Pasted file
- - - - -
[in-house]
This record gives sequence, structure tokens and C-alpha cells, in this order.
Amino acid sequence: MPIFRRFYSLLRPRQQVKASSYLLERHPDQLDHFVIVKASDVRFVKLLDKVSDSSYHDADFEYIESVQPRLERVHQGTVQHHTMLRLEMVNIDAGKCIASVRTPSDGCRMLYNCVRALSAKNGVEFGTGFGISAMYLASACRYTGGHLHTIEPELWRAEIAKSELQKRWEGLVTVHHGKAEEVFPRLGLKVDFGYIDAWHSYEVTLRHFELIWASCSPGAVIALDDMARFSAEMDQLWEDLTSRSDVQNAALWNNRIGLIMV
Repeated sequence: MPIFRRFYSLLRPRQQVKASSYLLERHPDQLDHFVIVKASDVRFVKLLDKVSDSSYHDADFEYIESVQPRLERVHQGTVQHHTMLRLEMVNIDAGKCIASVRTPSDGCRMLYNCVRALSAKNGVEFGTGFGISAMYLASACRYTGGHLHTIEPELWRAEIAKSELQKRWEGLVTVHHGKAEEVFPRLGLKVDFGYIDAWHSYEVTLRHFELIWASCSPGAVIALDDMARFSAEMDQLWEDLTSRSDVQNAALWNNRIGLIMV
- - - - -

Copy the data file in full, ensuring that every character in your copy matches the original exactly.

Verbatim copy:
[in-house]
This record gives sequence, structure tokens and C-alpha cells, in this order.
Amino acid sequence: MPIFRRFYSLLRPRQQVKASSYLLERHPDQLDHFVIVKASDVRFVKLLDKVSDSSYHDADFEYIESVQPRLERVHQGTVQHHTMLRLEMVNIDAGKCIASVRTPSDGCRMLYNCVRALSAKNGVEFGTGFGISAMYLASACRYTGGHLHTIEPELWRAEIAKSELQKRWEGLVTVHHGKAEEVFPRLGLKVDFGYIDAWHSYEVTLRHFELIWASCSPGAVIALDDMARFSAEMDQLWEDLTSRSDVQNAALWNNRIGLIMV
Repeated sequence: MPIFRRFYSLLRPRQQVKASSYLLERHPDQLDHFVIVKASDVRFVKLLDKVSDSSYHDADFEYIESVQPRLERVHQGTVQHHTMLRLEMVNIDAGKCIASVRTPSDGCRMLYNCVRALSAKNGVEFGTGFGISAMYLASACRYTGGHLHTIEPELWRAEIAKSELQKRWEGLVTVHHGKAEEVFPRLGLKVDFGYIDAWHSYEVTLRHFELIWASCSPGAVIALDDMARFSAEMDQLWEDLTSRSDVQNAALWNNRIGLIMV